I think that is my preacher's voice speaking though; I will always subjugate self-promotion to theology, campaigning to faith, and politics to the truth of Jesus Christ. 

IMPORTANT END NOTE:  I want to end by being as clear as I can be that I do not intend this post to influence your voting, one way or another. I do not intend it as a criticism of our church; I am glad we could pray for our leaders in these ways. I do not intend it as a criticism of Harper's politics, leadership, or of him as an individual. I have no doubt as to the sincerity of his faith, nor would I claim to question his relationship with God. This is only intended as a criticism of the way in which politics often uses the church, our faith, and the signs and symbols of these things. I am of the opinion that we could have hosted any political leader and they would have done much the same thing. It is this way of doing politics, and that it has probably gone unnoticed by most of those who were there today, that causes me to post this. 


Anonymous said...

I was there during the Prime Minister's visit and I offer the following perspective:

0. I expected politicking despite whatever may be said at the beginning. In fact, as soon as Mr. Harper said that it was not a campaign meeting my ears perked up.

1. If there had been a chance for questions and I got to ask a question, I would not have thrown just any old softball. I had a "high hard one" prepared.

2. The visit has motivated me to get more involved in the current election. I will attend at least one all-candidates meeting and throw my "high hard one" there.

3. Judging from the large number of young people present and judging by their reactions, I would say that they may now be motivated to show more interest in our political process. I think that is a good thing. (I understand that that is not a normal role of the church.)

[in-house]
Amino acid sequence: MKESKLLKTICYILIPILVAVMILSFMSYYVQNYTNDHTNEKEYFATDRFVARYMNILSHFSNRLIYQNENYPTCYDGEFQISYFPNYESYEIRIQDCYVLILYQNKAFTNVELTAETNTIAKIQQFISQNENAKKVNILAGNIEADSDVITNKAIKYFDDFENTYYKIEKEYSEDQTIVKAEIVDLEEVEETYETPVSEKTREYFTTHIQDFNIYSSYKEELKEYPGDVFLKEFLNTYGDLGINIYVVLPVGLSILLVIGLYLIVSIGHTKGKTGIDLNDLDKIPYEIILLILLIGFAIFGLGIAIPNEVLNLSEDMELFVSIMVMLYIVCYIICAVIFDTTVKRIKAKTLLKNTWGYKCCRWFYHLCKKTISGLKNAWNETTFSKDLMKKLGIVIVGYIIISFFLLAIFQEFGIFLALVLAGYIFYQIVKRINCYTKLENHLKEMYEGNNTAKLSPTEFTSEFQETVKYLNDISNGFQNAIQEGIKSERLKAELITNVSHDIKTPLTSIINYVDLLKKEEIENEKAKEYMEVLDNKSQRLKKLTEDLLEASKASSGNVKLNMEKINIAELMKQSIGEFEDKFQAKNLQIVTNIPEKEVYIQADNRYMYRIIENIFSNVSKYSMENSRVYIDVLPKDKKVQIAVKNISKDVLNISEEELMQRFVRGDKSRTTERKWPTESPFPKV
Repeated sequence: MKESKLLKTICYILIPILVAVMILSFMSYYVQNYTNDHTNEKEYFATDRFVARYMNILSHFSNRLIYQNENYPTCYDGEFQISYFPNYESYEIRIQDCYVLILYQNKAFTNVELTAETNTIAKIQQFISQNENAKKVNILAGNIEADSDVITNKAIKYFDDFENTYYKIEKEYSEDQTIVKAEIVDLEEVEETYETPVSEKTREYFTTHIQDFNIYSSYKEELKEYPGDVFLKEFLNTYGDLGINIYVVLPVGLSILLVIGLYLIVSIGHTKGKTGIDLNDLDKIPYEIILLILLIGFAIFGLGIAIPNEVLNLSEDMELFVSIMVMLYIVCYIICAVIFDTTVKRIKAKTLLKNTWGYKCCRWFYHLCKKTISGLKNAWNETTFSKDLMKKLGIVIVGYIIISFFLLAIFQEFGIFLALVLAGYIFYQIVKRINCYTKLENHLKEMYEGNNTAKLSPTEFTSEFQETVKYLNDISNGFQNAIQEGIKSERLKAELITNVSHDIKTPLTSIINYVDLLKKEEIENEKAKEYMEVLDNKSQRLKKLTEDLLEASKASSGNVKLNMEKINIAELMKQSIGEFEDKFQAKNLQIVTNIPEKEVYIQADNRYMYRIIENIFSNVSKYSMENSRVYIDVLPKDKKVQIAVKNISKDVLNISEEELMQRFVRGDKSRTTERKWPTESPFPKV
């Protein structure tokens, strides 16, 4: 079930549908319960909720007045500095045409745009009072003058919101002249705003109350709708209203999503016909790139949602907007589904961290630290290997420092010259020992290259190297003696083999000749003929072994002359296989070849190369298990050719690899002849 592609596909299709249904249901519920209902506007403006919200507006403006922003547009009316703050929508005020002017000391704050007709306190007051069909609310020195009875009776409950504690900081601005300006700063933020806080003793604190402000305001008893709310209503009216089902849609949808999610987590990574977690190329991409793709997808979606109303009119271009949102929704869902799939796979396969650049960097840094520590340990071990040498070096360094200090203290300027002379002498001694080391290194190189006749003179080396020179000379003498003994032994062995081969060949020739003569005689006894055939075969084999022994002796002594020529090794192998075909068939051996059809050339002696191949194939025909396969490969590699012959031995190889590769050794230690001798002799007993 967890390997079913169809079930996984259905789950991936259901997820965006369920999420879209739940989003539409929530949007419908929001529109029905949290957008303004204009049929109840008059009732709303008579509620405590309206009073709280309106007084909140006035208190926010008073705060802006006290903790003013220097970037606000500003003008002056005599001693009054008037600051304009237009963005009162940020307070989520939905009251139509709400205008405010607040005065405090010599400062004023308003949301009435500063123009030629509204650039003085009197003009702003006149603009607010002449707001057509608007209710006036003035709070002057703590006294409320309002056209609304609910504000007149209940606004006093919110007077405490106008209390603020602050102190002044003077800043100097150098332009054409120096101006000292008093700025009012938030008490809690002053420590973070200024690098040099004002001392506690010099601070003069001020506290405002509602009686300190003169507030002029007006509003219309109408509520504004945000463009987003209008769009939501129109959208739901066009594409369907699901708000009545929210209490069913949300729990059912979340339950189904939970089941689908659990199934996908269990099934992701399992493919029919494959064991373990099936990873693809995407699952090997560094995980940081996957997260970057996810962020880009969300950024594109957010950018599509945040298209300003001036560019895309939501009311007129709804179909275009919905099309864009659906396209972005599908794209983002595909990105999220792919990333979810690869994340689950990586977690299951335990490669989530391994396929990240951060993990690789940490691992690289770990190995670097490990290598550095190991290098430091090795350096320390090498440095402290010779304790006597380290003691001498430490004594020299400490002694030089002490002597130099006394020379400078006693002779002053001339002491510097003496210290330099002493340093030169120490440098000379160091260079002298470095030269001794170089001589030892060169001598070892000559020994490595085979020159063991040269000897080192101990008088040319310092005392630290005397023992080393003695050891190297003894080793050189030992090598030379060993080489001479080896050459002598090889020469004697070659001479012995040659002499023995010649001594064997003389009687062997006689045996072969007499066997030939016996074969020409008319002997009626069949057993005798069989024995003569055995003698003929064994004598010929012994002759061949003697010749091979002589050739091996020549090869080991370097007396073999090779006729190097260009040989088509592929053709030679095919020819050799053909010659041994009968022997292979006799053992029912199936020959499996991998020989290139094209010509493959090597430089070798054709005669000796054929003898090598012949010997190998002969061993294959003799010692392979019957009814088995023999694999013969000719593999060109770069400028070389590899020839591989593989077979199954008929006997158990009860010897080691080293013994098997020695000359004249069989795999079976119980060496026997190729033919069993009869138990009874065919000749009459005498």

4. The Bible does record instances of Jesus' interactions with "centurions", "teachers of the law", and other leaders more in the political realm. Are these relevant to the current situation?

Roger Hui

Anonymous said...

Moreover, didn't you get a hint of what was to come when you saw all those TV cameras? I suppose it is possible for there to be TV coverage and for Mr. Harper to make a speech along the lines you described, but that presupposes a degree of subtlety not often found in politicking.

BTW, this is not the first time that the said longstanding member ran for political office, nor the first time that he was introduced to the congregation in this way.

Roger Hui

Andrew said...

Of course I saw it coming. But expecting something and enjoying it are not the same, nor will expecting something stop me from commenting on it or making note of what I think are important points to talk about.

I didn't know that the this member had run before. I had the impression, totally unfounded upon reflection, that this was his first time going for the MP position (though I heard he had run for something else before?).

Anonymous said...

The member ran for Vancouver City Council before, getting 45,000 votes (according to his current campaign website), just short of getting a seat. He also ran in the last federal election in the same riding and came within 798 votes of winning, according to the Wikipedia and the
Burnaby NewsLeader newspaper.

Roger Hui

eddiefong said...

Interesting post.

There is no hiding that Harper came to court the ethnic vote in the swing ridings of Burnaby-Douglas, and Burnaby-New West. But to actually see the "large number of young people" swept up in the euphoria and excitement of his visit caught me by surprise. (At least with Trudeaumania in the 70s,I could see the appeal of the young Pierre Trudeau)

Ariella said...

While I fully support the need to pray for our government and elected leaders, particularly members of our own congregation, we can't deny or change what this visit was about. Even if Harper had intended to celebrate Easter, his visit and ultimately his speech was part of a campaign to appeal to potential voters and rally support particularly among ethnic swing votes (as per Eddie's observation). Interestingly, the Burnaby riding was where the Conservatives lost by less than one thousand votes in 2008.

Moreover, the chanting, the extensive media coverage and the excitement that brewed at BAC took away from what should have been a celebration of what Easter really is about - the resurrection of Jesus Christ.